Project64 Celebrates Its 20th Anniversary With A 3.0 Update – Nintendo Life

Emulation might be a bit controversial, but (like it or not) it’s arguably played a crucial role in gaming over the past two decades.

Beyond fan-made projects and attempts to preserve long-forgotten releases, developers and publishers have also made use of emulators to revive certain releases.

With this in mind, the most popular (and free to download) Nintendo 64 emulator, Project64, just turned 20 years old. While you wouldn’t suspect there to be a celebration for something like this, after a number of years, the build has been updated from Version 2.3.2 to Version 3.0.0.

Interestingly, there have been a few fixes to make some games (like Donkey Kong 64) run better, and the emulator now supports the graphics plugin, GLideN64. Here’s the full rundown, courtesy of PCGamesN:

“Project64 3.0 adds GLideN64 support, and the option to make it your default plugin, as well as new audio and input plugins, The cheat system has been revamped, saves now conveniently live in their own director, there are fixes for issues with Donkey Kong 64 and Indiana Jones and the Infernal Machine.”

According to the developer, the plan now is to continue making “a lot of huge changes…to the code base of project64”, which will slowly lead up to Version 4.0.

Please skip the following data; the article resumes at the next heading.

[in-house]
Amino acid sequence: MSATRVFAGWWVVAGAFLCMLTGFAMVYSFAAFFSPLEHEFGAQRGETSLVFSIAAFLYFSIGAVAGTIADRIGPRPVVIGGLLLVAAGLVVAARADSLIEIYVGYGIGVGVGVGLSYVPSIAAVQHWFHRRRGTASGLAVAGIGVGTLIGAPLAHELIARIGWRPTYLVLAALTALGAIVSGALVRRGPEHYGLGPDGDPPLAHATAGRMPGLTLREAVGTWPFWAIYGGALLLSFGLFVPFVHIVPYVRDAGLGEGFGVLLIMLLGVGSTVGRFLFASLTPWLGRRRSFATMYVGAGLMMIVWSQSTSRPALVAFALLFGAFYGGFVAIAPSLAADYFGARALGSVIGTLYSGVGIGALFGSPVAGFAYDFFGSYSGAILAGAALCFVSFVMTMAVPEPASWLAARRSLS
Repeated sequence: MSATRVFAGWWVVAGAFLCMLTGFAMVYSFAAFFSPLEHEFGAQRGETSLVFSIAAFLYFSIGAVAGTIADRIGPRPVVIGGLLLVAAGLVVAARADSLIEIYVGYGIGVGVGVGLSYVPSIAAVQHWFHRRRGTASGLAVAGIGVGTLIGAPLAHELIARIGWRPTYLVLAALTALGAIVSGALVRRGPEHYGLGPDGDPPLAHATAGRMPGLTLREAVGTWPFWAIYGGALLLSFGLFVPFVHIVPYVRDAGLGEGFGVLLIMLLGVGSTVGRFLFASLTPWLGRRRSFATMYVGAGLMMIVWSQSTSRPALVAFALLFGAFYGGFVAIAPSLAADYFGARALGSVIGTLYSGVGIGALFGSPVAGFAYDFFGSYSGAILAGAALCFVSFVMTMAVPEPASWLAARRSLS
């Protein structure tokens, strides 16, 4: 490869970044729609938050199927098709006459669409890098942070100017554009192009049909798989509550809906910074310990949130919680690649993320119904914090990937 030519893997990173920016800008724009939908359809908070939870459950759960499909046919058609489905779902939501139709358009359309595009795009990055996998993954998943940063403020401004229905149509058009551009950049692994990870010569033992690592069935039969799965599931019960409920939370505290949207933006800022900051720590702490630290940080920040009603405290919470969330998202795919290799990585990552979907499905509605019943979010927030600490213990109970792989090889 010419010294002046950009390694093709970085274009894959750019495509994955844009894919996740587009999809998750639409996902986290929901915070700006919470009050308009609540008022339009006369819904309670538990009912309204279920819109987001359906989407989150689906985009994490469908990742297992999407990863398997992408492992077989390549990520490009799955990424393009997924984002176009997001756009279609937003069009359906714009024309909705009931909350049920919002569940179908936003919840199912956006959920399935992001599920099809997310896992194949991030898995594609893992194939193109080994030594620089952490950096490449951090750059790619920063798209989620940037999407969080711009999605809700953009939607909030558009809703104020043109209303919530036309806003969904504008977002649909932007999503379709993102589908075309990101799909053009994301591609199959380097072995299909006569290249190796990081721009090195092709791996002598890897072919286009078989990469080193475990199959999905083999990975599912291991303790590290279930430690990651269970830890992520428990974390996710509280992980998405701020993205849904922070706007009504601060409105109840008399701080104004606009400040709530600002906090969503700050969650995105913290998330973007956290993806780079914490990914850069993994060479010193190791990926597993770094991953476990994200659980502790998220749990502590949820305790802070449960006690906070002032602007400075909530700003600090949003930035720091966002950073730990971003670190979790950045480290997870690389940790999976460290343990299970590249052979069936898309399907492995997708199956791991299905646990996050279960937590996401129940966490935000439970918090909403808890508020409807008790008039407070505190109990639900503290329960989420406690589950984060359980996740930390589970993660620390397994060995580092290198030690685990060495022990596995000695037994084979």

What are your own thoughts about the emulation of video games? Yes, you can talk about this in the comments below.

I don’t really use emulators myself. Not for some misplaced conception of higher morals, just a mix of I just haven’t had much desire to, those I would I typically already have in abundance in other means and the laptop I’m stuck with isn’t particularly good for or fun to use for games.

I don’t see the fuss over downloading roms, I mean I certainly wouldn’t emulate current gen games but what’s the difference between downloading an N64 rom or buying the game off eBay? The original developer or publisher isn’t affected either way, plus then you have the whole homebrew and rom hacking scene which has spawned some great games, even retail games like Sonic Mania.

Also for many like myself it doesn’t stop me supporting the same games at retail, last night I bought Metal Slug 2 on Switch despite being able to play it on my PC and I bought Mario 3D All Stars despite being able to play them, even a much better version of Mario 64 and I’ll still be buying the Sonic Origins Collection.

Plus without emulation we would never be able to play those unreleased versions of games such as the N64 version of Starfox Adventures (before Fox), or the 360 Goldeneye or Resident Evil 1.5. In fact without emulation the overwhelming majority of retro games would not be available to most people